Last modified on 12 November 2014, at 21:16

animal

EnglishEdit

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PronunciationEdit

Etymology 1Edit

From Middle English animal, from Old French animal, from Latin animal, a nominal use of an adjective from animale, neuter of animalis, from anima (breath, spirit). Displaced native Middle English deor, der (animal) (from Old English dēor (animal)), Middle English reother (animal, neat) (from Old English hrīþer, hrȳþer (neat, ox)).

NounEdit

animal (plural animals)

  1. In scientific usage, a multicellular organism that is usually mobile, whose cells are not encased in a rigid cell wall (distinguishing it from plants and fungi) and which derives energy solely from the consumption of other organisms (distinguishing it from plants).
    A cat is an animal, not a plant.   Humans are also animals, under the scientific definition, as we are not plants.
  2. In non-scientific usage, any member of the kingdom Animalia other than a human being.
  3. In non-scientific usage, any land-living vertebrate (i.e. not birds, fishes, insects etc.).
    • 2013 July-August, Henry Petroski, “Geothermal Energy”, American Scientist, volume 101, number 4: 
      Ancient nomads, wishing to ward off the evening chill and enjoy a meal around a campfire, had to collect wood and then spend time and effort coaxing the heat of friction out from between sticks to kindle a flame. With more settled people, animals were harnessed to capstans or caged in treadmills to turn grist into meal.
  4. (figuratively) A person who behaves wildly; a bestial, brutal, brutish, cruel, or inhuman person.
    My students are animals.
  5. (informal) A person of a particular type.
    a political animal
SynonymsEdit
HyponymsEdit
Related termsEdit
TranslationsEdit
The translations below need to be checked and inserted above into the appropriate translation tables, removing any numbers. Numbers do not necessarily match those in definitions. See instructions at Help:How to check translations.

Etymology 2Edit

From Latin animalis, from either anima (breath, spirit) or animus. Originally distinct from the noun, it became associated with attributive use of the noun and is now indistinguishable from it.

AdjectiveEdit

animal (not comparable)

  1. Of or relating to animals.
    animal instincts
  2. Raw, base, unhindered by social codes.
    animal passions
  3. Pertaining to the spirit or soul; relating to sensation or innervation.
    • 2003, To explain what activated the flesh, ‘animal spirits’ were posited, superfine fluids which shuttled between the mind and the vitals, conveying messages and motion. — Roy Porter, Flesh in the Age of Reason (Penguin 2004, p. 47)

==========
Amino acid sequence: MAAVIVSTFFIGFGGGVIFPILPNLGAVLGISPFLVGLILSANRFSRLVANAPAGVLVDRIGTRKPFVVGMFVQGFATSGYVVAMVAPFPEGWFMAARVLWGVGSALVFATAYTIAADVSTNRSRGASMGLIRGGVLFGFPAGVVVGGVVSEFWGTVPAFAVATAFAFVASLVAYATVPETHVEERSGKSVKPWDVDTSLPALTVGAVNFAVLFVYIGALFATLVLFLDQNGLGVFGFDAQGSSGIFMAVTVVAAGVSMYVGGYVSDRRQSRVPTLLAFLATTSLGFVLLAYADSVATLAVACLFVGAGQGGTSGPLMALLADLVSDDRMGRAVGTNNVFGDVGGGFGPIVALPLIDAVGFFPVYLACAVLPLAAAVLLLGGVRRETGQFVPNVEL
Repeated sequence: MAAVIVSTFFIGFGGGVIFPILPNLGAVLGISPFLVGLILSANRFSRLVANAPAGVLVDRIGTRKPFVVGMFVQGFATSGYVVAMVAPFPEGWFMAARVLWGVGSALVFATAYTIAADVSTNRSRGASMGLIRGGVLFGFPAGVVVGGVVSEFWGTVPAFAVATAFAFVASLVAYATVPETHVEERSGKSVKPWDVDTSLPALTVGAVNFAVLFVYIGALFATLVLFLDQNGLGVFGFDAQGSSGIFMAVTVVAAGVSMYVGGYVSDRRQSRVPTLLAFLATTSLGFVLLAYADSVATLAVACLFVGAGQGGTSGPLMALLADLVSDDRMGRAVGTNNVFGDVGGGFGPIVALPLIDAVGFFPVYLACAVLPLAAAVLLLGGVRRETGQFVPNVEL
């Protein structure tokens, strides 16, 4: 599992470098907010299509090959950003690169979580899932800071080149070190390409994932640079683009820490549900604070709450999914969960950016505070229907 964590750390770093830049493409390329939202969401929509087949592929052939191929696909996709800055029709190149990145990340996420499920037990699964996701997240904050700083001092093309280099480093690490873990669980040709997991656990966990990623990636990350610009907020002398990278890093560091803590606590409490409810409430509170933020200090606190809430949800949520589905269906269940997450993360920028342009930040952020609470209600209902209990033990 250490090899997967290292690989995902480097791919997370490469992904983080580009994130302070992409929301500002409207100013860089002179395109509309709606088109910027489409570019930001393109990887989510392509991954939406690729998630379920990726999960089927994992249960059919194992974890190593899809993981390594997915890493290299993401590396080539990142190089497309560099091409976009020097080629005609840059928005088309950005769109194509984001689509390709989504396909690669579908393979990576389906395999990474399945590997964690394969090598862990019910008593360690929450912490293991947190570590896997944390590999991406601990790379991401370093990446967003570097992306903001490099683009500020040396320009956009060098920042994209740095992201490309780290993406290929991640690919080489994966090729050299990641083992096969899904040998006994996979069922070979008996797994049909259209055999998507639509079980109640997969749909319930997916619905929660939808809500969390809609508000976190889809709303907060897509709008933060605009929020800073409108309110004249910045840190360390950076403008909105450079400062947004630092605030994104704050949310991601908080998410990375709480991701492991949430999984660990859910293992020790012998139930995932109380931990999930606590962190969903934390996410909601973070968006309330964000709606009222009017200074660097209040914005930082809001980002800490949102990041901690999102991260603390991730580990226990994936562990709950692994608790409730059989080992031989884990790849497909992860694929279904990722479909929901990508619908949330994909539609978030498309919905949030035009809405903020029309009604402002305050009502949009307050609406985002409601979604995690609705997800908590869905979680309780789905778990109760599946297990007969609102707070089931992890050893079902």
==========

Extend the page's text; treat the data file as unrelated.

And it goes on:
4. (slang, Ireland) Excellent.
SynonymsEdit
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AnagramsEdit


AsturianEdit

EtymologyEdit

Borrowing from Latin animal.

AdjectiveEdit

animal (epicene, plural animales)

  1. animal

NounEdit

animal m (plural animales)

  1. animal

CatalanEdit

EtymologyEdit

Borrowing from Latin animal.

PronunciationEdit

NounEdit

animal m (plural animals)

  1. animal

AdjectiveEdit

animal m, f (masculine and feminine plural animals)

  1. animal

FrenchEdit

EtymologyEdit

Borrowing from Latin animal.

PronunciationEdit

NounEdit

animal m (plural animaux)

  1. animal

SynonymsEdit

Derived termsEdit

AdjectiveEdit

animal m (feminine animale, masculine plural animaux, feminine plural animales)

  1. animal

SynonymsEdit

AntonymsEdit

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External linksEdit


GalicianEdit

EtymologyEdit

Borrowing from Latin animal.

AdjectiveEdit

animal m, f (plural animais)

  1. animal

NounEdit

animal m (plural animais)

  1. animal

Haitian CreoleEdit

EtymologyEdit

From French animal, from Latin animal.

NounEdit

animal

  1. animal

SynonymsEdit


InterlinguaEdit

PronunciationEdit

NounEdit

animal (plural animales)

  1. animal

LatinEdit

EtymologyEdit

From anima (breath, life)

PronunciationEdit

NounEdit

animal n (genitive animālis); third declension

  1. animal
  2. living creature

InflectionEdit

Third declension neuter "pure" i-stem.

Number Singular Plural
nominative animal animālia
genitive animālis animālium
dative animālī animālibus
accusative animal animālia
ablative animālī animālibus
vocative animal animālia

SynonymsEdit

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DescendantsEdit


Middle FrenchEdit

NounEdit

animal m (plural animaux or animaulx)

  1. animal

SynonymsEdit


PortugueseEdit

EtymologyEdit

Borrowing from Latin animal. See also alimária.

PronunciationEdit

NounEdit

animal m (plural animais)

  1. animal

AdjectiveEdit

animal m, f (plural animais; comparable)

  1. Or or relating to animals; animal.
  2. (slang) cool; nice

InflectionEdit


RomanianEdit

EtymologyEdit

Borrowing from French animal, from Latin animal.

AdjectiveEdit

animal 4 nom/acc forms

  1. animal, animalistic
  2. brutal

DeclensionEdit

AdverbEdit

animal

  1. brutally

NounEdit

animal n (plural animale)

  1. animal

DeclensionEdit


RomanschEdit

EtymologyEdit

Borrowing from Latin animal.

NounEdit

animal m (plural animals)

  1. (Rumantsch Grischun, Sursilvan, Sutsilvan, Surmiran, Vallader) animal

SynonymsEdit


SpanishEdit

EtymologyEdit

Borrowing from Latin animal. See also alimaña.

NounEdit

animal m (plural animales)

  1. animal

Tok PisinEdit

EtymologyEdit

From English animal.

NounEdit

animal

  1. animal (members of Kingdom Animalia that are not humans)
    • 1989, Buk Baibel long Tok Pisin, Bible Society of Papua New Guinea, Genesis 1:25 (translation here):
      God i kamapim ol kain kain animal bilong ples na ol bikpela na liklik animal bilong bus. God i lukim olgeta dispela samting i gutpela, na em i amamas.


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